We have furthermore computed the condition number of the overlap matrix as a function of the system parameter \(\alpha \) for the (aug-)cc-pVDZ basis set in Fig. 12 as well as for different basis sets in Fig. 13. We see that the adding diffuse basis functions increase in general the condition number, and that the condition number in all cases is significantly higher than one, which is the condition number of the DG-V overlap matrix.

### 1.2 Mean-field computations

Figures 14, 15 and 16 show the truncation sensitivity of the Hartree–Fock energy in the DG-V basis discretization for a number of Pople basis set with added diffuse basis functions. Picking the truncation threshold for each basis set based on the calculations presented in Figs. 14, 15 and 16, we can extend the results presented in Section 3.1 on the correlated calculations for the respective basis sets. The results are presented in Figs. 17, 18, 19.

We here also present numerical values showing the maximal and minimal improvement by means of the DG-V procedure, see Tables 4, 5. We highlight that the main limitation of this improvement is restricted by the choice of the active basis.

### Appendix B: Hydrogen chains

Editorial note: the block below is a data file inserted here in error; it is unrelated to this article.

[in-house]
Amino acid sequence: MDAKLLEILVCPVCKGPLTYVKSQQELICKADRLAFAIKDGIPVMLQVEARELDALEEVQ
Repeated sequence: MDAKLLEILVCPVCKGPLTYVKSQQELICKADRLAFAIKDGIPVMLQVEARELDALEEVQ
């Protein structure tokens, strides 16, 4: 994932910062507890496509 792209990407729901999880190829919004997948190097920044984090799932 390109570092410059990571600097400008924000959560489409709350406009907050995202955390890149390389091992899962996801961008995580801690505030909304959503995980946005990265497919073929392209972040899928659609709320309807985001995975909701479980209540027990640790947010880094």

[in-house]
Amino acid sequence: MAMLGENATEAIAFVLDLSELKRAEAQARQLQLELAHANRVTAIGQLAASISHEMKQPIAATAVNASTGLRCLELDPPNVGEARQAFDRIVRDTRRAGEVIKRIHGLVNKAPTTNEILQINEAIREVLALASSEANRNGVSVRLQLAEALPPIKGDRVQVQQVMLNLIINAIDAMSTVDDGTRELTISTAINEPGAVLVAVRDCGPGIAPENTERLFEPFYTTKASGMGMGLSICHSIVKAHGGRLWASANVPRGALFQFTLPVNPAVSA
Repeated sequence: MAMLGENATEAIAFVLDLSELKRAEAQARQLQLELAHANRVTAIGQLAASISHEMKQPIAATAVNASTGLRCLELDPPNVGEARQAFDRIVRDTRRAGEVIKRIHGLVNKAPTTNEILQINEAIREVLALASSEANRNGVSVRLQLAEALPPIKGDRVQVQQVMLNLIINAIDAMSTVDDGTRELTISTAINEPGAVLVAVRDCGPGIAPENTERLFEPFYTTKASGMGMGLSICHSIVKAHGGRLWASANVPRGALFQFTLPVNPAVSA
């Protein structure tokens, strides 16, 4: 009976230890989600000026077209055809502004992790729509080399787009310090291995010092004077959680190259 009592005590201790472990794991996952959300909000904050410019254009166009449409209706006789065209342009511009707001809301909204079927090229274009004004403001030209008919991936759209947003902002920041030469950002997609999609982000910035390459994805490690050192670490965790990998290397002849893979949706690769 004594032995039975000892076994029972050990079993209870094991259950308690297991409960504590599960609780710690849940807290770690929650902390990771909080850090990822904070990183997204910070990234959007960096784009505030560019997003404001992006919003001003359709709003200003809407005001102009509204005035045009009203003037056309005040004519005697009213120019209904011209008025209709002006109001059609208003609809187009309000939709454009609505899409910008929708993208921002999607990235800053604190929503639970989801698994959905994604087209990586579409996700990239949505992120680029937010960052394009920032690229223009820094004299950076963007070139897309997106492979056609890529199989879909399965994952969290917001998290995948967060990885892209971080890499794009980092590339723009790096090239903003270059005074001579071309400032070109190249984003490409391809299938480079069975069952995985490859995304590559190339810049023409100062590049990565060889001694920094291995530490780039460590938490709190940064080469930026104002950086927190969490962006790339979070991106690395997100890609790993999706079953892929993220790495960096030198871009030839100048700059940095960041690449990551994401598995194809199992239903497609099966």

Given the more general implementation using the Voronoi decomposition, we numerically confirm that the performance for quasi one-dimensional systems presented in Ref. [5]. To that end, we investigate the same system of hydrogen chains of various lengths, aiming at empirical data for cost factors in quantum simulation of chemistry. This quasi one-dimensional system is well suited for examining different scaling behavior of the DG-V formalism as a function of the system size. As we systematically increase the number of atoms, we choose a consistent truncation procedure of the DG-V basis functions by means of the absolute size of the singular values. In the particular case of hydrogen chains, we observe that around 90% of singular values are enclosed in the interval [0, 1], and the largest singular value is approximately 10. Hence, in this special case, the truncation of the singular values with respect to the absolute size can be straightforwardly related to a truncation criterion with respect to relative size.